Nuclear Power Plants Withstand Virginia Earthquake
All thirteen nuclear power plants in locations near the epicenter of the Aug. 23 central Virginia earthquake safely withstood the strong tremors.
Operators temporarily shut down only one nuclear power plant in response to the 5.8 magnitude earthquake. Dominion Power shut down its North Anna reactors, located approximately 11 miles from the epicenter of the quake, for precautionary reasons in response to local power failures. There was no damage to the safety systems at the North Anna site or any other nuclear power plant sites, according to the Nuclear Regulatory Commission (NRC).
Strongest in 100 Years
“The Virginia earthquake was the strongest in 100 years. The good news is that this 1-in-a-100-year event did no damage to the North Anna Power Station, even though the plant is less than 15 miles from the epicenter. This speaks well to the emergency preparedness of our nuclear power plants,” said Daniel Simmons, director of state and regulatory affairs at the Institute for Energy Research.
The North Anna plant was “hardened” against earthquakes and other potential hazards in the 1990s. As a result of the improvements, analysts reported the plant could successfully withstand an earthquake much larger than the one recorded in Central Virginia without significant damage to safety systems.
No Serious Damage
Dominion spokesperson Jim Norvelle said the damage incurred was insulation shaken off some pipes, some broken electrical bushings, and a few cracks in the walls of either commercial buildings (such as the station’s administration building) or non-load-bearing walls.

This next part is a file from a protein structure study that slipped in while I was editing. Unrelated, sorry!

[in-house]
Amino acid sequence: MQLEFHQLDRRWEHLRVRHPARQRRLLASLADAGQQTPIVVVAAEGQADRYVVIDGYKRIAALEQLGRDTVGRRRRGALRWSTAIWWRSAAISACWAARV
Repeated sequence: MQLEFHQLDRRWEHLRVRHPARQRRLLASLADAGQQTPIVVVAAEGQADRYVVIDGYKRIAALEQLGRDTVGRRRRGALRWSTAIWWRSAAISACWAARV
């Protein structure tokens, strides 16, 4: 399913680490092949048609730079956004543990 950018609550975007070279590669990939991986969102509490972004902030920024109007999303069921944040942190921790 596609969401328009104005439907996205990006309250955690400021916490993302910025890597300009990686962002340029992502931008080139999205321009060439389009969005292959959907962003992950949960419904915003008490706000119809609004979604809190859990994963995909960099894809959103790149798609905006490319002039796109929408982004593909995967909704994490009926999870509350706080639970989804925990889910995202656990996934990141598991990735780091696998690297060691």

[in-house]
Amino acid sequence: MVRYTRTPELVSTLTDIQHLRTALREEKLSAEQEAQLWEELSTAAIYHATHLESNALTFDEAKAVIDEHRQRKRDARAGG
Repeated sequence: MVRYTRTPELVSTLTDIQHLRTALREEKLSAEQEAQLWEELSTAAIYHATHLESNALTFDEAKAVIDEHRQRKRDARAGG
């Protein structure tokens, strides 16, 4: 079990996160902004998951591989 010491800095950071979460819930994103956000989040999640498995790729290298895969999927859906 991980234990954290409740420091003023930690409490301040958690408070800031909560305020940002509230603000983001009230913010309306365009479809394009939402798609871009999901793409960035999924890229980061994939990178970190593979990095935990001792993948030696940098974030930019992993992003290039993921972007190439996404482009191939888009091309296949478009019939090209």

“The only damage that we have found is minor,” Norvelle said.
The two North Anna reactors shut down automatically when the earthquake occurred.
“All safety systems responded to the loss of offsite power as designed and built. Four emergency diesel generators started automatically to power the safety systems,” Norvelle said.
Safety Emphasized in U.S. Plants
The NRC has been reviewing seismic risks to several U.S. nuclear power plants. The commission ordered the review following the March 11 earthquake and tsunami in Japan that affected the Fukushima Daiichi nuclear power plant.
Simmons says it is wise to evaluate energy safety constantly, but he notes nuclear power has been extremely safe and environmentally friendly under heavy regulation in the United States.
“Affordable energy is critical to getting the economy back on track,” Simmons explained. “As we consider the important lessons, we need to be careful to not overreact and needlessly drive up electricity prices in the process.”
Alyssa Carducci (email@example.com) writes from Tampa, Florida.